Where do you like to meet up with old friends for food and drinks?

I like to go to different food courts so that none of us need to compromise on our food preferences. Last time I was back, I loved going to Eaton Food Hall; its location is also great for drinks in Tsim Sha Tsui afterwards.

Related: The Best Vegetarian and Vegan Tasting Menus in Hong Kong and Macau


Do you have a favourite bar in Hong Kong?

J.Boroski. I was really impressed by its cosy feeling and its customised drinks––I had the best cocktail I’ve had to date when I last visited. 

Is there anywhere else that you never miss visiting when you are back?

I love going to Hong Kong’s wet markets to buy food to cook for myself or my family. I enjoy cooking and my cooking technique has improved a lot. The Netherlands is a place where people place less emphasis on food, and the town where I live has very little food culture, which is why my cooking has improved.

Related: 8 Of The Healthiest Cocktails In Hong Kong

What do you always take back home with you when you leave Hong Kong?

In the beginning, I loved to collect different seasonings and sauces to bring back to the Netherlands. But after a while my cooking style has adapted to the ingredients I can find in the Asian supermarkets here. But I still bring a lot of dry ingredients for making Chinese medicine soup––they usually fill up half of my suitcase.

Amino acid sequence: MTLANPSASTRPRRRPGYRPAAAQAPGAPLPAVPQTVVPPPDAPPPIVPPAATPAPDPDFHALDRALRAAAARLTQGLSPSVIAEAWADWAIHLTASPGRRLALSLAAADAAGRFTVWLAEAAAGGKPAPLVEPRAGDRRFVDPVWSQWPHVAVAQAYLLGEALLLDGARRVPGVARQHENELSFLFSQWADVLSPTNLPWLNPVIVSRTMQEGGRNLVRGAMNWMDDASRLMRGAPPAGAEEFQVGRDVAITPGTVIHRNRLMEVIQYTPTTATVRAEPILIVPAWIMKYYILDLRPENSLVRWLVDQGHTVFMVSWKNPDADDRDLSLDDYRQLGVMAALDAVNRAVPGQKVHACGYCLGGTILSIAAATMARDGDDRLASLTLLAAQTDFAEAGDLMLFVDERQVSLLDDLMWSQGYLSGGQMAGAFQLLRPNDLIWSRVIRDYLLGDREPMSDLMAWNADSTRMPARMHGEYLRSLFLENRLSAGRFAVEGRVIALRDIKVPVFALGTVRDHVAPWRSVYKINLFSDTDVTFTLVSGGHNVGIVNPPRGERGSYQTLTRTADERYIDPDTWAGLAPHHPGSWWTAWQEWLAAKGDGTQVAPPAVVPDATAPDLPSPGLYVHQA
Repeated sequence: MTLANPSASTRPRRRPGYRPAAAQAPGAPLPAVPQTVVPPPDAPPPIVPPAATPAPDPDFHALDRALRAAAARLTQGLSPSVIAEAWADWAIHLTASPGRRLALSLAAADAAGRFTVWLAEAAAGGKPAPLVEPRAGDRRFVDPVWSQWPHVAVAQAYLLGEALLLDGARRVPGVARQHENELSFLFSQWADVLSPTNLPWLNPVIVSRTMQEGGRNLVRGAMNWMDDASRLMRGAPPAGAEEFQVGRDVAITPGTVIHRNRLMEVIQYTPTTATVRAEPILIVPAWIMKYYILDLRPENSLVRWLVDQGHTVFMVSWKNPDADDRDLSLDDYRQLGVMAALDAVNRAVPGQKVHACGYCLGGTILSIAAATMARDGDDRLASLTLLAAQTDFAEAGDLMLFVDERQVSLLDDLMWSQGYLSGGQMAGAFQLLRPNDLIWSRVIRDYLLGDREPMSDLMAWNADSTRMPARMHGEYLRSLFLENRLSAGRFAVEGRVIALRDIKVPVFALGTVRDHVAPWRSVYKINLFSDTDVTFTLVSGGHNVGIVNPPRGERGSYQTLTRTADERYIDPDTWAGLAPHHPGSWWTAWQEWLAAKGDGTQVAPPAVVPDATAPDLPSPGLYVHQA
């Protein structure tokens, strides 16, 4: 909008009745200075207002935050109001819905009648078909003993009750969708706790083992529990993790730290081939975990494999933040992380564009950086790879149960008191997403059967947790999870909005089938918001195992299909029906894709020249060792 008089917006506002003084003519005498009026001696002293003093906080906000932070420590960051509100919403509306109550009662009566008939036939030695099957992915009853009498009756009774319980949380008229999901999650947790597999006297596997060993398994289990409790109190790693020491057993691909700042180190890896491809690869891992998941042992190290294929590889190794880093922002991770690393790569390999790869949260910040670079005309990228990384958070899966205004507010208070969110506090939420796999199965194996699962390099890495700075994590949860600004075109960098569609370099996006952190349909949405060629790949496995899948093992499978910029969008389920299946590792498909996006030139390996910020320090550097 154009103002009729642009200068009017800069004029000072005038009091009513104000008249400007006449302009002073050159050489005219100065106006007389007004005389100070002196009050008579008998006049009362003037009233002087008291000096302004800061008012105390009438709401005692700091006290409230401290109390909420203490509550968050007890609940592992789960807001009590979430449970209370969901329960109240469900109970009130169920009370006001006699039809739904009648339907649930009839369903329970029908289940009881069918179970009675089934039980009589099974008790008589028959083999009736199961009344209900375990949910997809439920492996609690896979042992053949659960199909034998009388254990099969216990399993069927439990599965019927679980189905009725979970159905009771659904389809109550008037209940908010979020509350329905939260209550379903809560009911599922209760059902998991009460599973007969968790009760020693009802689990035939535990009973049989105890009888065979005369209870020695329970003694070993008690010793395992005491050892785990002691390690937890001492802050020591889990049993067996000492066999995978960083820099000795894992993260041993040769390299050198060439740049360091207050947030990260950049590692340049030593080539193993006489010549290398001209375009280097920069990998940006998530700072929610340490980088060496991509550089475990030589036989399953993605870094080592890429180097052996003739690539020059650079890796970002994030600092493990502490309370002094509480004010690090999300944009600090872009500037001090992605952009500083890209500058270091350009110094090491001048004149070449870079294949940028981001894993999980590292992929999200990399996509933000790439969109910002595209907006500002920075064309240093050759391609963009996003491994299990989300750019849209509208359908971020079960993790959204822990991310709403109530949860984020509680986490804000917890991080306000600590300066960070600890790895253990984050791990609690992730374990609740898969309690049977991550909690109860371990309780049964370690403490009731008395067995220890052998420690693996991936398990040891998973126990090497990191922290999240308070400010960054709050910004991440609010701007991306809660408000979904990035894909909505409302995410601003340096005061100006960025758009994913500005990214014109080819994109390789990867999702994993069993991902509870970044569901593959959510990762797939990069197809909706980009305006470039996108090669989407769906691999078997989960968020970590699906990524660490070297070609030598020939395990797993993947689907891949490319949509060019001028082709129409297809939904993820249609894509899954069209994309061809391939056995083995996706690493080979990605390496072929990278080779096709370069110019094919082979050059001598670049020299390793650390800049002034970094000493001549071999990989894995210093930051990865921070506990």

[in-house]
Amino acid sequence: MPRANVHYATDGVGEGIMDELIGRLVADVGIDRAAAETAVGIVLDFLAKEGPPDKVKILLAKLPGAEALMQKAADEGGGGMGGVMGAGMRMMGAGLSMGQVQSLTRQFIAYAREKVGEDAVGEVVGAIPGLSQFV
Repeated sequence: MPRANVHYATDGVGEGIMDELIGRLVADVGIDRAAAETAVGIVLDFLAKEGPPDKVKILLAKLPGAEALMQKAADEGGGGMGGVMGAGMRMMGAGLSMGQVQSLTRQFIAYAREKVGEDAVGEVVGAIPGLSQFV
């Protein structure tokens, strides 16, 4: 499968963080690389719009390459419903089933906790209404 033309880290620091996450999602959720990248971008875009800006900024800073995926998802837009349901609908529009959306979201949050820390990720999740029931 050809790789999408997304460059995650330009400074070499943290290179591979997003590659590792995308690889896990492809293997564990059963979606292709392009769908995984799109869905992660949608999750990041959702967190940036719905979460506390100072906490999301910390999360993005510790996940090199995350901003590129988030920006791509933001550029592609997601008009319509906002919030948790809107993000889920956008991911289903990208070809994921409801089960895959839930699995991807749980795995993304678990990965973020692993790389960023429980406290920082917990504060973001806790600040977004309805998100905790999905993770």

Where do you go to find authentic flavours of the home where you currently live in the Netherlands?

I currently live in Rotterdam, but before I moved here I spent seven years living in Eindhoven in the south of the Netherlands. There’s a restaurant there called Traditioneel Chinees Restaurant, which is family-owned. The boss gained experience working in different hotels and Chinese restaurants before he moved to the Netherlands around 20 years ago, and he still maintains and delivers the authentic techniques of making Cantonese food.

See more from our A Taste of Home series: Emmy the Great | ArChan Chan | Peter Cuong Franklin | Aven Lau | Ng Tzer Tzun | Ho Wai-Kong | Mina Park